• Fish consumption may lower prostate cancer deaths, but does not affect occurrence rate.
  • Some evidence supports the belief that a vegetarian diet lowers rates of prostate cancer, but this is not considered conclusive or a significant influence.
  • Folic acid supplements have also not been shown to affect the risk of developing prostate cancer.

Chemical Exposure

Prostate cancer is linked to some medications, medical procedures, and medical conditions.

  • Use of statins and metformin may decrease prostate cancer risk as well as NSAIDs, especially those with anti-COX 2 activity.
  • Regular aspirin, now used by an estimated 23.7 million men, also appears to reduce prostate cancer risk.
  • This beneficial effect of NSAIDs appears to be more significant in aggressive prostate cancer and those with prostatitis.
  • Agent Orange exposure may increase the risk of prostate cancer recurrence, particularly following surgery.


Multiple lifetime sexual partners or starting sexual activity early increases the risk of prostate cancer. Frequent ejaculation may decrease prostate cancer risk, but reduced ejaculatory frequency is not associated with any increased risk of advanced prostate cancer.


Infections may be associated with the incidence and development of prostate cancer.

  • Infections with chlamydia, gonorrhea, or syphilis seem to increase the risk of developing prostate cancer.
  • Human Papilloma Virus (HPV) has been proposed to have a role in prostate cancer incidence, but the evidence for this is inconclusive.

Vasectomy and Prostate Cancer

There was once thought to be an association between vasectomy and prostate cancer; but larger, follow-up studies have failed to confirm any such relationship.

Adenocarcinoma prostate screening

The issue of prostate cancer screening is controversial. In the United States, most prostate cancers are diagnosed as a result of screening, either with a PSA blood test or, less frequently, with a digital rectal examination. Randomized trials have yielded conflicting results 98). Systematic literature reviews and meta-analyses have reported no clear evidence that screening for prostate cancer decreases the risk of death from prostate cancer, or that the benefits outweigh the harms of screening 99).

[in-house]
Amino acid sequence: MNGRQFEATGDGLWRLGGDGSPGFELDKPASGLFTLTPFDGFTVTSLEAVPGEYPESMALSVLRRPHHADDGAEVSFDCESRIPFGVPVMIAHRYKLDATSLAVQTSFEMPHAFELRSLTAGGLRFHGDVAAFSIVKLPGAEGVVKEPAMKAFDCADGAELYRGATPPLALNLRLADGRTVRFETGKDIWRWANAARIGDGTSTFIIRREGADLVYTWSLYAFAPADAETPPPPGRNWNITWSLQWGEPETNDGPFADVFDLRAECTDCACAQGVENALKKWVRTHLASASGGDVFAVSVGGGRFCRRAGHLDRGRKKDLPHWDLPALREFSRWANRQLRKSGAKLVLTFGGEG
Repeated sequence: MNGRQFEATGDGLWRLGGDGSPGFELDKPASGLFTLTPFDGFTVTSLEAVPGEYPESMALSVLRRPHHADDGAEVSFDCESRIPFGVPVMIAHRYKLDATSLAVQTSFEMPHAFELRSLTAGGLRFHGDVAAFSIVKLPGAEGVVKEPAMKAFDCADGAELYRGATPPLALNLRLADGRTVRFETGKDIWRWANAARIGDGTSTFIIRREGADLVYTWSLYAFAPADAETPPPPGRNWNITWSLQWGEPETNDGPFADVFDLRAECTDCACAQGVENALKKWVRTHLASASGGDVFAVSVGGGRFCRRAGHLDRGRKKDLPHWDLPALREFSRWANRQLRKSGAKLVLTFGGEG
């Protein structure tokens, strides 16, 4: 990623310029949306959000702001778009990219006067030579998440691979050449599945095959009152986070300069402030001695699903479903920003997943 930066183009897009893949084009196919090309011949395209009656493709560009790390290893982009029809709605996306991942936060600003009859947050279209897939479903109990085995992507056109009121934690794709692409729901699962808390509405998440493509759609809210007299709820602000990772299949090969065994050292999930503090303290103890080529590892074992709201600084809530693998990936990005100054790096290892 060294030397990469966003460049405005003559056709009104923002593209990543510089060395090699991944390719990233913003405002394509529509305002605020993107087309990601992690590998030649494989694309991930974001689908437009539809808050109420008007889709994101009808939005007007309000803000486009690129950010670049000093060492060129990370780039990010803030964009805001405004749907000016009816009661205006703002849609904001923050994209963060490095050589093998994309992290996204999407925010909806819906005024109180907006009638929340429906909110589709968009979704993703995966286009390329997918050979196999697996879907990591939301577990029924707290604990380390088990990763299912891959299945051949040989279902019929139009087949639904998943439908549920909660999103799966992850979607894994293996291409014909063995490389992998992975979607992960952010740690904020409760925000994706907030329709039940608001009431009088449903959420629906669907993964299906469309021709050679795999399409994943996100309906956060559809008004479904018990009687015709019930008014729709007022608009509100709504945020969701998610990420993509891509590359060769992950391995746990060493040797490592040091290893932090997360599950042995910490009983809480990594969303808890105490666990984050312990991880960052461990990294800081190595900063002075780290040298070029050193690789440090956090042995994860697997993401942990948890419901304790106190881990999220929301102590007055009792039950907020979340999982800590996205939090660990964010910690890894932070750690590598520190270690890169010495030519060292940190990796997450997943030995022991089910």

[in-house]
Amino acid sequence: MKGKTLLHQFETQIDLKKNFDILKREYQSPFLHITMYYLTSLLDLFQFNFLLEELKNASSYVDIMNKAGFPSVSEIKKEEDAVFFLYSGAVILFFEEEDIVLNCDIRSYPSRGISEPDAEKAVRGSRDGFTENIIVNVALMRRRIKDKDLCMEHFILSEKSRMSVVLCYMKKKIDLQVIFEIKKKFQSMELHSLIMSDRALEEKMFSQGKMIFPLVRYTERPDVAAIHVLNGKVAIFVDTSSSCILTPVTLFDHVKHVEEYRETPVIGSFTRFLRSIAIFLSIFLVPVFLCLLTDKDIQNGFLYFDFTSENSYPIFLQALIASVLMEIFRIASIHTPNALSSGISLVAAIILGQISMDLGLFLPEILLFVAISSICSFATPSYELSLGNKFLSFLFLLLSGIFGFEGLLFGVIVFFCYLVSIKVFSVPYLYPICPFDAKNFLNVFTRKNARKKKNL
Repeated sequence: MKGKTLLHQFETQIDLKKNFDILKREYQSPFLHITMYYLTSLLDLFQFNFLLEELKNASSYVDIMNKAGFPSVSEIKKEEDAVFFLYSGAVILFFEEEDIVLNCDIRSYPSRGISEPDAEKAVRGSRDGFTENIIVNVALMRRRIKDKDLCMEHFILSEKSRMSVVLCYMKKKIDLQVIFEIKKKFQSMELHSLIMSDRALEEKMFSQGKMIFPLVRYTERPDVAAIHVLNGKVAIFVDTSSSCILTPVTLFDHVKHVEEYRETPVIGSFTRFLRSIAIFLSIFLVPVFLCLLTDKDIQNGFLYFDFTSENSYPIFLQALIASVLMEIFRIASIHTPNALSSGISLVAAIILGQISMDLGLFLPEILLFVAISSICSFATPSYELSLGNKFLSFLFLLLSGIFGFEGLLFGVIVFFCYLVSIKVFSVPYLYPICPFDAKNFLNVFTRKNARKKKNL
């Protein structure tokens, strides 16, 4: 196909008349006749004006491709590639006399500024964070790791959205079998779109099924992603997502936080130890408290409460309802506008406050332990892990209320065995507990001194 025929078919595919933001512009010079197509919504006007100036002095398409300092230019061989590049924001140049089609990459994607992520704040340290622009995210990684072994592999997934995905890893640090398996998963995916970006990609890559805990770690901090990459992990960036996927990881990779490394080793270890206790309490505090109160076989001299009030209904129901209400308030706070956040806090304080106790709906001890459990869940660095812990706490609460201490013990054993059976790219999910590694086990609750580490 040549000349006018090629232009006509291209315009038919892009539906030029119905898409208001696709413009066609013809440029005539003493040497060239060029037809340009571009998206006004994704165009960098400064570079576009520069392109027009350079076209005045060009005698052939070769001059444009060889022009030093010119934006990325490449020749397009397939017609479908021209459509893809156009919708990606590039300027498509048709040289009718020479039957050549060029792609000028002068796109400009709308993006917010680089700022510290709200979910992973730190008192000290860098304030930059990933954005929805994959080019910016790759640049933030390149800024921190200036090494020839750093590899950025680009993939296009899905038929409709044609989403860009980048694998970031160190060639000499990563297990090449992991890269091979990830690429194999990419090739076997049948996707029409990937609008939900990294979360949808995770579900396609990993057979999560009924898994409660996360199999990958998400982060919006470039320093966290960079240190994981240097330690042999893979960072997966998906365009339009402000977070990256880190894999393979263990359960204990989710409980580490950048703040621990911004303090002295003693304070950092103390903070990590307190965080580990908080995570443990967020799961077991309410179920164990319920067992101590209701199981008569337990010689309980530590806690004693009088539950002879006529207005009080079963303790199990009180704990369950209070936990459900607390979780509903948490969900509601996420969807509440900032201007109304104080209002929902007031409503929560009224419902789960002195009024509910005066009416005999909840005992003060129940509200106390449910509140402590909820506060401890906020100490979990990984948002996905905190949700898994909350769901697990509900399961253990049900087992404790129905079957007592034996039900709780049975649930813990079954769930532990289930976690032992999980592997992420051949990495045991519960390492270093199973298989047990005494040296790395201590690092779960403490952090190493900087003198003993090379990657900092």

Some medical organizations recommend men consider prostate cancer screening in their 50s, or sooner for men who have risk factors for prostate cancer.

Discuss your particular situation and the benefits and risks of screening with your doctor. Together, you can decide whether prostate cancer screening is right for you.

Prostate screening tests might include:

  • Digital rectal exam (DRE). During a digital rectal examination, your doctor inserts a gloved, lubricated finger into your rectum to examine your prostate, which is adjacent to the rectum. If your doctor finds any abnormalities in the texture, shape or size of the gland, you may need further tests.
  • Prostate-specific antigen (PSA) test. A blood sample is drawn from a vein in your arm and analyzed for PSA, a substance that’s naturally produced by your prostate gland. It’s normal for a small amount of PSA to be in your bloodstream. However, if a higher than normal level is found, it may indicate prostate infection, inflammation, enlargement or cancer.

PSA testing combined with digital rectal examination helps identify prostate cancers at their earliest stages. Hence, debate continues surrounding prostate cancer screening.

Adenocarcinoma prostate prevention

You can reduce your risk of prostate cancer if you:

  • Choose a healthy diet full of fruits and vegetables. Avoid high-fat foods and instead focus on choosing a variety of fruits, vegetables and whole grains. Fruits and vegetables contain many vitamins and nutrients that can contribute to your health. Whether you can prevent prostate cancer through diet has yet to be conclusively proved. But eating a healthy diet with a variety of fruits and vegetables can improve your overall health.
  • Choose healthy foods over supplements. No studies have shown that supplements play a role in reducing your risk of prostate cancer. Instead, choose foods that are rich in vitamins and minerals so that you can maintain healthy levels of vitamins in your body.
  • Exercise most days of the week. Exercise improves your overall health, helps you maintain your weight and improves your mood. There is some evidence that men who don’t exercise have higher PSA levels, while men who exercise may have a lower risk of prostate cancer. Try to exercise most days of the week. If you’re new to exercise, start slow and work your way up to more exercise time each day.
  • Maintain a healthy weight. If your current weight is healthy, work to maintain it by exercising most days of the week. If you need to lose weight, add more exercise and reduce the number of calories you eat each day. Ask your doctor for help creating a plan for healthy weight loss.